The Trust is asking the public, including walkers who use the site, to keep a watch and report any sign of vandalism to both the police and to the Melton Constable Trust. If anyone thinks he knows who is responsible, the authorities will be very glad to hear.
Paul Young, the Trust’s Project Officer and local representative, said “If we are not going to see this project wrecked, we need the support of local people. We shall be very grateful for any information. It will also help enormously if members of the community can assist by patrolling the site. You can get in touch with me or one of our trustees who lives in North Norfolk, Derek Haynes to offer assistance or information.”
The police can be reached by dialling 101 or visiting their Public Enquiry Office at 30 Norwich Rd, Fakenham NR21 8BB.
“Our colleagues at the Mid Norfolk Railway have recently experienced similar vandalism”, added Paul Young. “Some of their carriages were attacked resulting in about £20,000 worth of damage. It is just possible that there is a connection. The two cases taken together certainly amount to a serious issue.”
“We are now faced with heavy additional costs to put right the damage, with the hope that it will not happen again. For a small volunteer run charity it is a quite a blow. Until repairs can be made, we ask walkers to take care and especially keep young children away from the bridge parapet”
The Trust is determined to press on with its work and to make sure that the police receive any information that is discovered about the culprits.
On the 8th September 2017, Project Officer Paul Young was interviewed by Wally Webb fromBBC Radio Norfolk, which was played out on the Nick Conran Breakfast Show and you can listen to the interview here:
Anyone who would like to donate towards the costs of repairing the damage or to the Trust’s ongoing work to acquire the remaining land needed to restore the railway to Fakenham can do so by sending contributions to the Trust’s Secretary, Adrian Loynes at The Melton Constable Trust, The Railway Institute, 6, Briston Road, Melton Constable, Norfolk, NR24 2DA. Cheques should be made out to The Melton Constable Trust or bank transfers can be made to the Trust’s account: sort code 30-94-34 account no. 00493540.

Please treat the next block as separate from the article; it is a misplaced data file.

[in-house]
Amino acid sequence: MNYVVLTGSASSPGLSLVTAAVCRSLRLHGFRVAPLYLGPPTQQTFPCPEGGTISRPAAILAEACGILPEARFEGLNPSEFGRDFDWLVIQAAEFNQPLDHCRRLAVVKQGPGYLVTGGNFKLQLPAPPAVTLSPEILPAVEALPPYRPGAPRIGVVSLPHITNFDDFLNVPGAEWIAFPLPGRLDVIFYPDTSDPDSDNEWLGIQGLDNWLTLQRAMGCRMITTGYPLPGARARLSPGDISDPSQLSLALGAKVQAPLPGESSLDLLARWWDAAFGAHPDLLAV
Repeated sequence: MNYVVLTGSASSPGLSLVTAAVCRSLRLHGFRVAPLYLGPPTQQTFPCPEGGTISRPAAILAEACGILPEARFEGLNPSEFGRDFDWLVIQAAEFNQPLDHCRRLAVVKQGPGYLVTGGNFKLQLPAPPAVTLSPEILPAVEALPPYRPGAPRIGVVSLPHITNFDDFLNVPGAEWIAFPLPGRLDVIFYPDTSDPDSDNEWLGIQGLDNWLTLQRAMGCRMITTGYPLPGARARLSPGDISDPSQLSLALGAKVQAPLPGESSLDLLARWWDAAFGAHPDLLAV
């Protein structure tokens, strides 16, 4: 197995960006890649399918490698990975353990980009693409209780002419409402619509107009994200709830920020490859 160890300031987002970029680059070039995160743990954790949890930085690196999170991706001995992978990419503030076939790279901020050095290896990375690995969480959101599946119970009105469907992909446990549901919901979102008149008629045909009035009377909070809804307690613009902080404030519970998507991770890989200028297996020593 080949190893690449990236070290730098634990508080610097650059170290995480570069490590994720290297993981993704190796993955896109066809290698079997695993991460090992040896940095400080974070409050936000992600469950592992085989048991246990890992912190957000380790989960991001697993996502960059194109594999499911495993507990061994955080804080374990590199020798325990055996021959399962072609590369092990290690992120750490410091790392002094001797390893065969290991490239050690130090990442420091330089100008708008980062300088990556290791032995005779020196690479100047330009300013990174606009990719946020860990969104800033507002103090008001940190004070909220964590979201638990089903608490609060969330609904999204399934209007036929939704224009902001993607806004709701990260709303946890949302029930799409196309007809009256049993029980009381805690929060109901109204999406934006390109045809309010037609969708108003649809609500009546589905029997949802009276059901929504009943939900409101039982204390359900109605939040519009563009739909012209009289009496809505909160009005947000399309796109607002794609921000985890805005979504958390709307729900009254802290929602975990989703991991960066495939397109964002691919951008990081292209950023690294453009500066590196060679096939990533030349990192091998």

The 14th June 2017 was an historic day in railway history as after a gap of 45 years, services ran again from the mainline station at Wareham, Dorset to Swanage and Corfe Castle. The ten miles of railway line linking the towns was removed in the summer of 1972 and since then campaigners have been working to reinstate the line.
The Purbeck Community Rail Partnership has been working since 1997 to re-establish a regular passenger rail service from Swanage to Wareham. To enable this to happen funding needed to be sourced. In 2010, Purbeck District Council and Dorset County Council committed £3.2million for re-signalling improvements and other work needed between Wareham Station, Worgret Junction and the Swanage Railway existing signalling system at Corfe Castle. BP also contributed £500,000 towards works at Norden Level Crossing. This was a legacy donation to the community when the oilfield was sold to Perenco UK Limited. Swanage Railway was awarded a £1.47 million government grant from the Coastal Communities Fund. This successful bid helped provide the finance to enable the refurbishment of rolling stock and improvements to the infrastructure. Swanage Railway’s grant, together with the funding from Purbeck District Council and Dorset County Council and BP, enabled the railway infrastructure to be put back in place.
Dorset County Council has underwritten Purbeck District Council’s financial commitment to the signalling work. The funding has been raised through the Purbeck Transport Strategy which aims to improve movement around the district, taking traffic away from the congested A351 by using alternative forms of transport. The Strategy is funded by contributions from development. Enabling a rail link between Swanage and the mainline meets Purbeck District Council’s priority to “help all people access services locally”.